Daily Fishing and Outdoor Report
Two-part harmony ... "Like a bridge over troubled waters ..."
While life also begins ...
Tuesday, August 17, 2021: It can’t possibly be back-to-college time. I haven’t even bought my new beanie. There's a ruinous side to college students going back to classes, namely, a catastrophic thinning of an already thin labor force. Some restaurants could be forced to close in September.
Though I once again missed summer, per se, I’ll soon be getting my LBT buggy pass for 2021. Here’s hoping my amazing Chevy Silverado can drag its 135,000-mile body through another demanding beach driving season, beginning on or about Sept 1, when the Forsythe Refuge removes summer beach fencing. Even then, it is unlawful to walk on the posted vegetated areas of that Wilderness Area, except down at the clam walk-over trail. As is always the case, dogs are forbidden on the beach adjacent to the refuge.
Down below, you’ll see a typical summer alert about boating and whales. However, I have it on very good authority that special effort will be made by enforcement folks to make moves on an vessel that gets too up close and personal with whales or even dolphins.
Along with the need to keep an ever-growing number of boat enthusiasts from harassing marine mammals, there has been a load of hullabaloo over the deadly meetups of boats and right whales, termed “conflicts.” Enforcement is responding to public demands.
Sticking with the enforcement theme, our state conservation officers (COs) have been all eyes around Barnegat Bay. This is well received by most of us, especially in regard to the poaching of illegal fish, be it size or bag limit offences. Illegal clamming remains in the crosshairs – and should be.
Note well: All whales in U.S. waters are protected by the Marine Mammal Protection Act, which makes it illegal for people to harm, injure, kill, chase, or harass whales or any other marine mammal. Harassment includes any activity that results in changes to the whales’ natural behaviors, such as feeding. Violating the Marine Mammal Protection Act can result in fines up to $20,000 and up to one year in prison.
I always like sharing tales of the take, such is the case with a fine black drum caught by Sloane Endick. She is on a mission to nab a sheepshead. In fact, I’ll let her tell you about it:
“I'm a Manahawkin local, and consider myself a regular up at the jetty...you can find me up there just about every weekend and occasionally after work. Been on a Sheepshead mission for a few years now, but have yet to succeed.
“Saturday night I gathered a bucket full of local Asian Crabs at low tide, and set out Sunday morning to hit the rocks once again in hopes to complete my mission. The conditions were not favorable whatsoever. Hard NE wind, and I was absolutely drenched head to toe from getting pelted by waves all morning coming over the rocks.
“After a few small Tog, I hooked into something that got my blood pumping and I thought to myself, this is it. My drag started to scream and this fish took some wild runs all around the rocks coming in, and racing back out multiple times. I was shaking, hyperventilating, and trying to stay as calm as possible. As he got close I saw some lighter-colored stripes in the water but knew it wasn't my Sheep...instead my First Black Drum! Not what I was initially hoping for, but I was pleasantly surprised and beyond excited to have landed him, especially from the rocks. He was safely released to fight another day and nonetheless, my Sheep mission continues on...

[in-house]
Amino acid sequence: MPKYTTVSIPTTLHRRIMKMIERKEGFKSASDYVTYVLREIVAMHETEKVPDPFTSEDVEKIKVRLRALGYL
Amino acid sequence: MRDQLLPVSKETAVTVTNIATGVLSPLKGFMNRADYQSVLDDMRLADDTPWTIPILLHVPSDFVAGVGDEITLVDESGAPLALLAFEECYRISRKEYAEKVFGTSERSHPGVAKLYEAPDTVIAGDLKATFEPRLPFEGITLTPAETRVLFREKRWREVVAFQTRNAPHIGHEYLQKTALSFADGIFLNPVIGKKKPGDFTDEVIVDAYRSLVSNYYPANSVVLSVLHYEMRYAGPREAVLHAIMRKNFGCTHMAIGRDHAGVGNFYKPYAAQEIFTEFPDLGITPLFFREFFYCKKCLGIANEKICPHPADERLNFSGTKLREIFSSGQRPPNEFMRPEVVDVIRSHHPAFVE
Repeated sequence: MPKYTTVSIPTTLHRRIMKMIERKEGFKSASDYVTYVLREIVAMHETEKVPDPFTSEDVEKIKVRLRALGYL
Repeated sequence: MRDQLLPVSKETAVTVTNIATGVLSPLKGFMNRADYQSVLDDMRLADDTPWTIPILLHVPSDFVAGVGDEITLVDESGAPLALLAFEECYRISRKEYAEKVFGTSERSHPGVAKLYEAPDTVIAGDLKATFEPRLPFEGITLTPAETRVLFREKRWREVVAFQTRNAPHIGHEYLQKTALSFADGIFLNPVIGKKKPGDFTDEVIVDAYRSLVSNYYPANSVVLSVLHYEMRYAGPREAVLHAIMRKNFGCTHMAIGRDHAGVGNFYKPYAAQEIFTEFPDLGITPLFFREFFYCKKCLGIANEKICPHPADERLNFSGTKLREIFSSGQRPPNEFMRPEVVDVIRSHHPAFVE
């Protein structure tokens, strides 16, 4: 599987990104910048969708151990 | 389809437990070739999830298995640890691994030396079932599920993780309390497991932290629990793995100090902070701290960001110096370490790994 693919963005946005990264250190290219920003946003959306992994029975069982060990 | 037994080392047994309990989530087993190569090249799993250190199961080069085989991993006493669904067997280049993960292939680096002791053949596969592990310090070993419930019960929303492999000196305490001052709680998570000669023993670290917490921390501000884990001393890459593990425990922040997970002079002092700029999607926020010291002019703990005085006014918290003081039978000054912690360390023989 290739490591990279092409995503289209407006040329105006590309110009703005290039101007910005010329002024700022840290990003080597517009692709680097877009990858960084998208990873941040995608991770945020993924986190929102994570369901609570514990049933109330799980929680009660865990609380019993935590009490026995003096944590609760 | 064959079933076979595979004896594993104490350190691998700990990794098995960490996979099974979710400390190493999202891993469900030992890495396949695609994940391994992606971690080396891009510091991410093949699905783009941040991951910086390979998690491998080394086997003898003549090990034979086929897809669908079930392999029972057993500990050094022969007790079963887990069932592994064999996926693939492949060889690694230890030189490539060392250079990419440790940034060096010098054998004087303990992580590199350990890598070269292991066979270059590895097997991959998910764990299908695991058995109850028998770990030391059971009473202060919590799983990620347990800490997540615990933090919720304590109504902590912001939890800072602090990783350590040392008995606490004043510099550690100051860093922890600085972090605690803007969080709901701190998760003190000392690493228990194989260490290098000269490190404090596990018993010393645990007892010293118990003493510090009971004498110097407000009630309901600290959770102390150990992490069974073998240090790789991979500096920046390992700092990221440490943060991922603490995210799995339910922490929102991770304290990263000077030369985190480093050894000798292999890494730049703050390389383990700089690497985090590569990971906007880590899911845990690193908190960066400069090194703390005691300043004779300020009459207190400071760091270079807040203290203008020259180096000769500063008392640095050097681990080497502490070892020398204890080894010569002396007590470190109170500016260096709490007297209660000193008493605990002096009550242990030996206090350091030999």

Added: "The day I got my Drum, 2 Sheep were caught from the rocks that I saw. Just gotta keep putting my time in, and hopefully can make it happen. Yes, I've heard of some monsters caught in our bay, they love all that structure. It'd be ideal to bounce from piling to piling in a small boat or kayak. I'll have to do that one day."
I got back to her, writing,
"I'm a sheepshead aficionado, though more on the observational side than the angling, watching them when diving.
While it is far easier to see the sheepsheads swimming the Barnegat jetty rocks than hooking them, they are there, though not showing all that well this year. They are showing decently out on the reefs, though even there they aren't aggressive biters.
Where they can be caught with some regularity is in Manahawkin Bay near the Causeway bridges. A small group of regulars have nabbed some jumbos this summer -- all from boats.
I used to dive along the Causeway bridge pilons back in the day. A couple summers those structures were loaded with sheepsheads -- dozens and dozens -- as large as they come, anywhere. Have not been there since the Causeway rebuild.
Get this: The NJ state record for sheepshead is 19-3, while in Florida -- thought of as sheepshead central -- the largest ever caught was a mere 15-2.
NJ's state record was only one ounce off the world mark set in Louisiana.
By the by, our sheepshead are different than the California variety. Also, they do not go back to Florida come winter. They only move a bit south than out to sea."
I’m putting in this water chart to kindly note areas (lime green) near LBI that cannot be clammed in the summer. I’ve recently seen folks in Island lagoons and off bayside street ends picking hard clams. That’s not only prohibited but is an invite to catastrophic gastric distress if those clams are eaten raw; not so much if well cooked.
RUNDOWN: Two hot bites remain in play for those of a panfishing persuasion. My favored surf zone has begun offering a tempting selection of species. Dedicated surfcasters are besting blowfish, fluke, porgies (oddly), (a small) red drum, black drum, spot, Spanish macks, skates, dogfish, and kingfish – possible in one bloodworming session. Nabbing all in just one sitting? I await your photo evidence – taken before releasing.